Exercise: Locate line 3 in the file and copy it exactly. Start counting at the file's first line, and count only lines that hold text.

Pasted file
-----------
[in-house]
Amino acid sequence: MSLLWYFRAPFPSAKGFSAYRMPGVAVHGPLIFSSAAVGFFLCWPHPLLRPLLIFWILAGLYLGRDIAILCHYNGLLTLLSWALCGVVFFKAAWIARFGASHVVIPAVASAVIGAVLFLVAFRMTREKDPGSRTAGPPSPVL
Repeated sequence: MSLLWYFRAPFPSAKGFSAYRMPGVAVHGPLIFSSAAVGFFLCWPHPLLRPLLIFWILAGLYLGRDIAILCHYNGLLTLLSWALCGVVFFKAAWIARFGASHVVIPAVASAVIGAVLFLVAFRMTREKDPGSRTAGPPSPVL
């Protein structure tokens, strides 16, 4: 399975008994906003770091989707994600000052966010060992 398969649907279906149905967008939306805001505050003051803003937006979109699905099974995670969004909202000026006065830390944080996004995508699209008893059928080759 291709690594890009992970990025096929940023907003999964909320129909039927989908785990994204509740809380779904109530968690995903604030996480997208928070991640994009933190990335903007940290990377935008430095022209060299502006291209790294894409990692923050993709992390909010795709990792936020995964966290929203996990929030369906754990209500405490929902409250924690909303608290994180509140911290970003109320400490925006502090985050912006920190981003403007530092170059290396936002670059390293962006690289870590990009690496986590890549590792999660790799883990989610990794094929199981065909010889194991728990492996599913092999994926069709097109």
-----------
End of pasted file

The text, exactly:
Repeated sequence: MSLLWYFRAPFPSAKGFSAYRMPGVAVHGPLIFSSAAVGFFLCWPHPLLRPLLIFWILAGLYLGRDIAILCHYNGLLTLLSWALCGVVFFKAAWIARFGASHVVIPAVASAVIGAVLFLVAFRMTREKDPGSRTAGPPSPVL